Dodoma — LAWMAKERS across the political divide rallied behind the private companies that process livestock and fisheries products saying that a hostile tax regime is hampering growth while the numerous documents required for establishing factories are a disincentive.
Shadow Minister for Livestock and Fisheries Development, Sylvester Kasulumbai and a Member of Parliamentary Livestock, Fisheries and Water Committee, Dr Titus Kamani, said the government needs to waive some taxes and relax bureaucracy associated with establishment of milk, meat, fish or leather processing factories.
"Uganda has 6.8 million cattle but produces 3.2 million litres of milk of which 394,520 litres are processed each day. The largest processing factory, Sameer, produces 120,000 litres per day which is a combined output of our factories currently," said Mr Kasulumbai (Maswa East - Chadema) who requested government to waive some taxes imposed on the industry.
He said statistics show that in 2009, Tanzania had 35 milk processing factories; Kenya had 27 and Uganda possessed 16, which processed 394,000 litres, 2.9m litres and 448,200 litres respectively.
"But currently, Tanzania is processing 105,380 litres, Uganda 204,100 litres and Kenya over 2.4m litres a day," he underlined. He pleaded that urgent action should be taken to address the hurdles frustrating private investment in the industry.
Presenting the Committee's report on implementation of last year's budget and current estimates, Dr Kamani said that although value added tax on processed milk has been waived, numerous other overhead costs and taxes are imposed on factories making it difficult to compete with imported milk from Kenya and Uganda where such charges don't exist.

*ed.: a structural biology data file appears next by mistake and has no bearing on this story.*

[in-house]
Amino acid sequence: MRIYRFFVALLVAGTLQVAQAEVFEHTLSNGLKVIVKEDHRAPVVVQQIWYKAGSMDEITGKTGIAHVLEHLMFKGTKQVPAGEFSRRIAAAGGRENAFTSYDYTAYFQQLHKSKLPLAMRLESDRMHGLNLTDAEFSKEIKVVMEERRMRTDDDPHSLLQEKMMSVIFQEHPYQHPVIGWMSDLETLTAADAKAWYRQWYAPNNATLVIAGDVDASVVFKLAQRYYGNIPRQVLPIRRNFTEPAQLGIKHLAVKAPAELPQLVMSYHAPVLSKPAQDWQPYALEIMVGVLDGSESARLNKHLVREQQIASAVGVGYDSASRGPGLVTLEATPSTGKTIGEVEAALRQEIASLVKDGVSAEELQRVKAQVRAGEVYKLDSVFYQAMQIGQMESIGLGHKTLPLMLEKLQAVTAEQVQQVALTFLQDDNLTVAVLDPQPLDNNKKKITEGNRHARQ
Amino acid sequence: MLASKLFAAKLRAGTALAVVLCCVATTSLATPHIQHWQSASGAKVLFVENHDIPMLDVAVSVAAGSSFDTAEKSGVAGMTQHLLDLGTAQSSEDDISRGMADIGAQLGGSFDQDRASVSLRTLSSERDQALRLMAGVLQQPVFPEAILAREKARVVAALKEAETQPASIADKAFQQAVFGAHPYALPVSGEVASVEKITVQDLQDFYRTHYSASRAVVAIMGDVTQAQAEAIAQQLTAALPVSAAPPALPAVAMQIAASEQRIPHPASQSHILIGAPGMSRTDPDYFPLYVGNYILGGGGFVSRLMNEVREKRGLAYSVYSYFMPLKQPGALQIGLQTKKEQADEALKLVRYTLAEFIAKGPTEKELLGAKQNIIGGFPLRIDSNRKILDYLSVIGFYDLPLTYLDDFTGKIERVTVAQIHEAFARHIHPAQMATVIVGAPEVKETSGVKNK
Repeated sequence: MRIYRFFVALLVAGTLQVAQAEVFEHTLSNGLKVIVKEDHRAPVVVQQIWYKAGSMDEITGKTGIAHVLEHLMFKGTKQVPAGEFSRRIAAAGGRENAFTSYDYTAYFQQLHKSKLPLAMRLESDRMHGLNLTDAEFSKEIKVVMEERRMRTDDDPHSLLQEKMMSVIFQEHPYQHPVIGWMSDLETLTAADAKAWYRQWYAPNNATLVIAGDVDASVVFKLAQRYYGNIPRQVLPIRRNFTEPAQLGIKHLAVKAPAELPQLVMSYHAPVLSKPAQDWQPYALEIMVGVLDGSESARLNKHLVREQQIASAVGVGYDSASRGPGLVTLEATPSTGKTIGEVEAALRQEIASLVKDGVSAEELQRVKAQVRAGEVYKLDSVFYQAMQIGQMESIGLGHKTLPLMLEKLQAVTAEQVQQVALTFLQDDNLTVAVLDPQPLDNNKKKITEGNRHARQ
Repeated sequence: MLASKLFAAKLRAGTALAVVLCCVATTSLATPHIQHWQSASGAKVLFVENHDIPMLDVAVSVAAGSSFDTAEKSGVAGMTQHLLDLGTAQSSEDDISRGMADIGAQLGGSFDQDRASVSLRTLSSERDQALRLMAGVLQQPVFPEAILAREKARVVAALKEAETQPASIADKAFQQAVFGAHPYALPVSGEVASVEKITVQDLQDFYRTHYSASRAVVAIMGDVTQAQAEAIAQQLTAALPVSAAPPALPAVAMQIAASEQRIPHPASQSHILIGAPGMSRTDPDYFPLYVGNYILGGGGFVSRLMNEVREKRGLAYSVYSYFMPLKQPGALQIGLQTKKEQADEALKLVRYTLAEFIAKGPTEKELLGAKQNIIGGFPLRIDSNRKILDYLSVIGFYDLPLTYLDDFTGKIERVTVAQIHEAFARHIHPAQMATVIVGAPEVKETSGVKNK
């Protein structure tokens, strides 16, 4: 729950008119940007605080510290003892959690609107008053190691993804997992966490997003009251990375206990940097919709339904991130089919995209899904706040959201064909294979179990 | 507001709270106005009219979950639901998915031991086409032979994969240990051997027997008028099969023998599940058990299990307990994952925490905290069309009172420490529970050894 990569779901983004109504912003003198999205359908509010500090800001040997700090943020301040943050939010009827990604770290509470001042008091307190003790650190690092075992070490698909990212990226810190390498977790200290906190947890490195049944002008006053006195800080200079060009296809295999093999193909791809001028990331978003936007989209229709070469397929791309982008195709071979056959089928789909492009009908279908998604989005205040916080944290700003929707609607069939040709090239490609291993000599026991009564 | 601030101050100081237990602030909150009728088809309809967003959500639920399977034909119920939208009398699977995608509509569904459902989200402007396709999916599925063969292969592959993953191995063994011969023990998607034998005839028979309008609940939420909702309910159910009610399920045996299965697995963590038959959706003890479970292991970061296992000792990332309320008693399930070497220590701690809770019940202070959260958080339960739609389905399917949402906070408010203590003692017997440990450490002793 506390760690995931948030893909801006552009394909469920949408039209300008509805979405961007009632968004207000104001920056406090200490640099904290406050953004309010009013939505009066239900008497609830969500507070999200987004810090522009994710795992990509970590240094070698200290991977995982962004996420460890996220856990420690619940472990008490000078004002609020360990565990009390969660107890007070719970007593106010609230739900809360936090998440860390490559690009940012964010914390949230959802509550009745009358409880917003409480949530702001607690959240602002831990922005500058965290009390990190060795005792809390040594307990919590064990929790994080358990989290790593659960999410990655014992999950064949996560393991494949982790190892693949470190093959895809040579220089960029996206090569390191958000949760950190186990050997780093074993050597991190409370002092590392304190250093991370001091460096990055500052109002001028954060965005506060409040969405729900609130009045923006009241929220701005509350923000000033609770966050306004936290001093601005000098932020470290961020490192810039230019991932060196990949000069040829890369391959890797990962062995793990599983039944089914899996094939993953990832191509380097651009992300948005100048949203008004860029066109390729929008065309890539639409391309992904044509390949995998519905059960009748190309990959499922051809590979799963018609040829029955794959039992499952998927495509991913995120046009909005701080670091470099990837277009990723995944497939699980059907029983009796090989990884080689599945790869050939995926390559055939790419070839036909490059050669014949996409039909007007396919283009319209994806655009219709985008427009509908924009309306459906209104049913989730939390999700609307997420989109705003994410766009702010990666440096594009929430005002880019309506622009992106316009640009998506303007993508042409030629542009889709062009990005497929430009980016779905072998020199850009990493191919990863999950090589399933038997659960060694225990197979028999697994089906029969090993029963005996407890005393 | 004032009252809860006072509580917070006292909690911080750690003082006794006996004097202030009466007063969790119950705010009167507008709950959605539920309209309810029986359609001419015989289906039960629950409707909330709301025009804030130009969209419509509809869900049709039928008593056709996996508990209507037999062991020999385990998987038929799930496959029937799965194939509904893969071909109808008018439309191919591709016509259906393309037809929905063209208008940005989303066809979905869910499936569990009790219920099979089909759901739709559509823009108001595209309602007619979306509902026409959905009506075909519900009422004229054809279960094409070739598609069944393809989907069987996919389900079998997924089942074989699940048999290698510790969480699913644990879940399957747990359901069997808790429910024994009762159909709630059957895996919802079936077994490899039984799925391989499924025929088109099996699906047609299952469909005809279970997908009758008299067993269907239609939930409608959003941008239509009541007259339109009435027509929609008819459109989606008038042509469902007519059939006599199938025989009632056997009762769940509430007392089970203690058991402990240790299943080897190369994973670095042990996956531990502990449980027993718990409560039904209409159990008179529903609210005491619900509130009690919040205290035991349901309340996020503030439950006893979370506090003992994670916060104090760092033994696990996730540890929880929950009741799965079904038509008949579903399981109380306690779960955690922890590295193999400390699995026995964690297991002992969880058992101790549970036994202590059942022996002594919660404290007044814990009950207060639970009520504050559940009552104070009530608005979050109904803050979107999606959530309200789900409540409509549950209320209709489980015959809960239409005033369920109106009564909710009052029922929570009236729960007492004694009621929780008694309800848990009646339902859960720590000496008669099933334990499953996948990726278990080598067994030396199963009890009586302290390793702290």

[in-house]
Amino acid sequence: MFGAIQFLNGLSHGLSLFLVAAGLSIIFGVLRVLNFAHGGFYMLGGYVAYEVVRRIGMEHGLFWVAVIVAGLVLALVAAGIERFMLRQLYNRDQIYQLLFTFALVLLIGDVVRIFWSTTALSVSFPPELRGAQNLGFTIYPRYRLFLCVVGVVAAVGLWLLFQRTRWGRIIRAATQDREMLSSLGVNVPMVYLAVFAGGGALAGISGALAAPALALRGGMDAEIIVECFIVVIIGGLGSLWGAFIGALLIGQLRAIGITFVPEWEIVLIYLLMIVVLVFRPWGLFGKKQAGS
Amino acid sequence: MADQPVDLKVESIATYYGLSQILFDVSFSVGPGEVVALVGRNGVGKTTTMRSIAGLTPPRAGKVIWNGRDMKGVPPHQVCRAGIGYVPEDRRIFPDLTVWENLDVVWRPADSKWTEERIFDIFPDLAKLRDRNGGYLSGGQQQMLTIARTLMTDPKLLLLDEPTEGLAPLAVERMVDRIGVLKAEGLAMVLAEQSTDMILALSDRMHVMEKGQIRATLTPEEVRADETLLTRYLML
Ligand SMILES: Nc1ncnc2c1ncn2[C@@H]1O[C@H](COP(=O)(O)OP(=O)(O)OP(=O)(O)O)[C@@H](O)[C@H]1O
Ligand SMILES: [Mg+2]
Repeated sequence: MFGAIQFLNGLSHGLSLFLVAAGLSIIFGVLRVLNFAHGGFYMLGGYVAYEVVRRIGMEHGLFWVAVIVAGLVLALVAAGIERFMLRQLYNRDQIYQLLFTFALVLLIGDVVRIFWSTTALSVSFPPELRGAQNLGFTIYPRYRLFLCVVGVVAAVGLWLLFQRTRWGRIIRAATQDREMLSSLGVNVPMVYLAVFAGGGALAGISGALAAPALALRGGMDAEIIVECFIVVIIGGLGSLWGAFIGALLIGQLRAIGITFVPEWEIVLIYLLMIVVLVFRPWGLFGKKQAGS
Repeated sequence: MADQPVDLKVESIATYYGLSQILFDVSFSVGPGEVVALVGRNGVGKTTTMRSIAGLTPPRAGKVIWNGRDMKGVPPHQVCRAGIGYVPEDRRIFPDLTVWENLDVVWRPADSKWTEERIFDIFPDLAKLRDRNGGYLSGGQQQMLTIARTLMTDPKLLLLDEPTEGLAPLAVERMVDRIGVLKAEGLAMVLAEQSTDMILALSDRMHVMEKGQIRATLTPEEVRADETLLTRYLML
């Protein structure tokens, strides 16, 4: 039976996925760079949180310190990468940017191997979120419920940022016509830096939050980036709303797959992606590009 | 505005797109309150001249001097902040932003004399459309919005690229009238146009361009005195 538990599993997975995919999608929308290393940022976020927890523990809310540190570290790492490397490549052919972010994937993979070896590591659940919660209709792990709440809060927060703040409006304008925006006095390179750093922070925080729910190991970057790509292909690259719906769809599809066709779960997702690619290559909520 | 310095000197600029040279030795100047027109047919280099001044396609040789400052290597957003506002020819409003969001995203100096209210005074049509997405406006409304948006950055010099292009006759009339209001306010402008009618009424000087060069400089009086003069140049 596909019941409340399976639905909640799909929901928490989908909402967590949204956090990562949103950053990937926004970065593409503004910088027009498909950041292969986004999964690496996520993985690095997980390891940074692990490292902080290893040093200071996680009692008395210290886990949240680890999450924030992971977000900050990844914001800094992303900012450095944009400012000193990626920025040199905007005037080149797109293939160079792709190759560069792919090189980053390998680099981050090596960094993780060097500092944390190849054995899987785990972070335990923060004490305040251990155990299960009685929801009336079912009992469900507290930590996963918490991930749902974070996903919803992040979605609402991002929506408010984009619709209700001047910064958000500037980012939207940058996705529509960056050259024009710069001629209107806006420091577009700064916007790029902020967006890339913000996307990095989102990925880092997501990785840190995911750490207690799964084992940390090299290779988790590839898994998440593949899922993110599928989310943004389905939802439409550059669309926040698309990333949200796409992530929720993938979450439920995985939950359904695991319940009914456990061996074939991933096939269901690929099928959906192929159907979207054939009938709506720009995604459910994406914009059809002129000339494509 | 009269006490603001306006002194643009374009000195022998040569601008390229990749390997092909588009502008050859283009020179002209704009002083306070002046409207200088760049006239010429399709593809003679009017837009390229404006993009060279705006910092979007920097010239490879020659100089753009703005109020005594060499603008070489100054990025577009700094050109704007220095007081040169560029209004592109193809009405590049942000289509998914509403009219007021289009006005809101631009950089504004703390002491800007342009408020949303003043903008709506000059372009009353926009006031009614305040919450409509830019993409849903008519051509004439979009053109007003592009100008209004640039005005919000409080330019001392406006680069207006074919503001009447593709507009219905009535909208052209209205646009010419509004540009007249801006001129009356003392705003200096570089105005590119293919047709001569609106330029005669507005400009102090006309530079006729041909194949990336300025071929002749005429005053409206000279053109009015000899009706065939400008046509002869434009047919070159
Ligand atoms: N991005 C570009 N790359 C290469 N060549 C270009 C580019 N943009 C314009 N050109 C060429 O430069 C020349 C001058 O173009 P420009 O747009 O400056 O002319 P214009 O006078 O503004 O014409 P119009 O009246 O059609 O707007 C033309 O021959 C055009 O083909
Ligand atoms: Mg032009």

"In addition, right now for a milk processing plant to be established, it needs 16 different permits issued by various government agencies, a situation that frustrates private investment," argued Dr Kamani (Busega CCM).
He also argued against similar hurdles frustrating investments in the leather processing sector which has resulted in exporting of raw skins. Dr Kamani who presented the committee's report on behalf of its Chairman who is also Rungwe MP, Professor David Mwakyusa, said despite having a huge herd of cattle, the country has failed to benefit.
"The government should urgently consider reviving the leather processing technology training centre in Mwanza to increased qualified manpower for the sector which has a huge potential," he argued.
In his budget speech, Minister for Livestock Development and Fisheries, Dr David Mathayo David said the government has continued to improve investment climate to encourage processing factories for milk, leather and meat products.
The minister requested parliament to approve over 54.56bn/- budget of which 40.7bn/- is for recurrent expenditure while 13.9bn/- is for development projects.